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Sunday 15 February 2009

Graemsay is green again!

Thanks to the rain yesterday and overnight Graemsay (and the rest of Orkney) is green once again. Though, being British, and never satisfied with the weather - I wish the snow was BACK in preference to the grey skies we have at present. At least we had brilliant sunshine and a crispness to the silence during the snow. Though we have been very fortunate and not had any wind to speak of for the last couple of weeks. It did feel ethereal waking up and gazing out onto a moonlit landscape that was totally silent - no bird calls nothing, no breeze. I felt I could reach out and phycially touch the silence.

Today there's a bit of a breeze and I can hear the waves lapping the shore and the breakers roaring out at Warbeth beach. Normal service is resumed for Orkney weather I suppose!

I did manage to escape to Stromness on Friday. I'd arranged to meet up with two other friends who had also been hibernating during the snow. We weren't sure we'd remember how to hold a proper conversation and thought we might be reduced to grunts over lunch. However, as ever, talking wasn't a problem!

I had planned going up to the Co-op after lunch, but discovered my car on the Mainland was still covered in three inches of snow with a nice little snow drift in front of it. Fortunately a friend offered me a lift so I could get fresh fruit and veggies from the Co-op and a few goodies to replenish the stock cupboard.

Because we don't have a ferry you can easily get cars onto and off, several of us keep a "mainland" car over in Stromness. I only use mine about once a week, but a couple of other friends also use it so it does get a run now and again. It is probably a luxury to keep a car sitting in a car park most of the time. However I think of it as a large shopping trolley! Buses run frequently between Stromness and Kirkwall but don't always match with ferries. Plus there is the necessity of carrying shopping around the town rather than dumping in the car. And the buses only go on main routes so if you want to deviate from those a car is essential.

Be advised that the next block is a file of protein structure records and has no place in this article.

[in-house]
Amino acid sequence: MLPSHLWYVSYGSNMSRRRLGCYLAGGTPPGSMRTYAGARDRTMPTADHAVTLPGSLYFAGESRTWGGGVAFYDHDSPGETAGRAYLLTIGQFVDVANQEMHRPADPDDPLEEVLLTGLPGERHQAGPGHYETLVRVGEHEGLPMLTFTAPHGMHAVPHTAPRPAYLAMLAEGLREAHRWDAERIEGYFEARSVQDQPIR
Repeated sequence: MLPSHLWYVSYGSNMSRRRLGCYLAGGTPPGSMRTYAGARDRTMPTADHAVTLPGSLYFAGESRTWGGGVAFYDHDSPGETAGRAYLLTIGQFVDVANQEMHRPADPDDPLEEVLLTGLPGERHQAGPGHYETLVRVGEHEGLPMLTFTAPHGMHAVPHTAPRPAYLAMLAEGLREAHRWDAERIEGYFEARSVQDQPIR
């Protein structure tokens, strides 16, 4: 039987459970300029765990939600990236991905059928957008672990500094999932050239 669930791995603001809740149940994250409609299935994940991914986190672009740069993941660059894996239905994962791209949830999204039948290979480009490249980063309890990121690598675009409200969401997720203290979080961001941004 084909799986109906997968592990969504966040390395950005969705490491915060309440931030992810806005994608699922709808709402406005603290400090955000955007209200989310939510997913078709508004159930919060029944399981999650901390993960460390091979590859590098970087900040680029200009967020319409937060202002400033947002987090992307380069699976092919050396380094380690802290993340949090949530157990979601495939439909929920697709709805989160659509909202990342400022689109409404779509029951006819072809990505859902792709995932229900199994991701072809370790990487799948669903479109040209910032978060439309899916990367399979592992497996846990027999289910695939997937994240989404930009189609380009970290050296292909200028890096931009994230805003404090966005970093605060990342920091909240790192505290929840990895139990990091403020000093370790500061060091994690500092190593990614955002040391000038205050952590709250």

A year ago when my old Suzuki jeep failed it's MOT and had to be retired to the island I did try by just hiring cars when needed. However that isn't always practical, especially in the summer when there is a demand for hire cars. So I got a second-hand, no frills, saloon car to run about in.

I also have an "island" car - as long as cars don't leave the islands there is an exemption on having an MOT so it's possible to keep running a car till it stops really! However if you needed to take the car to the Orkney Mainland then a road-worthy car is necessary. (For non UK readers an MOT is a government certified test of roadworthiness that all road vehicles are required to have, with certain exceptions. The exception for us is "Vehicles used only on certain islands that do not have a bridge, tunnel, ford or other suitable way for motor vehicles to be conveniently driven to a road in any part of Great Britain" (Source UK govt website.)

Yesterday I only needed to do a few hours work as I have just finished one project and am waiting for another one to start. So I did some "domestics" and then experimented with a new cookie recipe. That's "cookies" as in American Cookies, not as in Orkney cookies (which are sweet bread rolls with currants in them!). The cookies contain dark and milk chocolate, raisins, walnuts, and lots and lots of sugar. They turned out well, though are very rich in taste and I can only eat one at a time!

After the excess of sugar yesterday, I've just put the breadmaker on for a sunflower and pumpkin seed white loaf. OK white bread maybe not so good, but all that omega-3 in the seeds MUST be good for me!

Have just been out to collect eggs. The new hens are very canny - they clearly don't like the idea of someone stealing their eggs on a daily basis and have moved nests three times in the last week. Today I couldn't find a single egg. I shall have to have words with the girls........

Bill the goose failed to find a Valentine yesterday so is still on his lonesome. As I mentioned in one of my comments, Scottish Natural Heritage are conducting a feasibility study into effective ways of scaring off the geese from newly seeded fields. Some farmers have thousands of geese on their fields which cause lots of damage. It will be interesting to see what methods do prove effective. On Graemsay we've never been bothered to a great degree with large numbers. But when I lived on Hoy there was someone employed to go scaring them off fields - of course it just moved them around, but some areas are OK to have geese on, it's the newly seeded fields that tend to be more vulnerable. Oh well, with just the one goose I don't suppose I'll have too much trouble!

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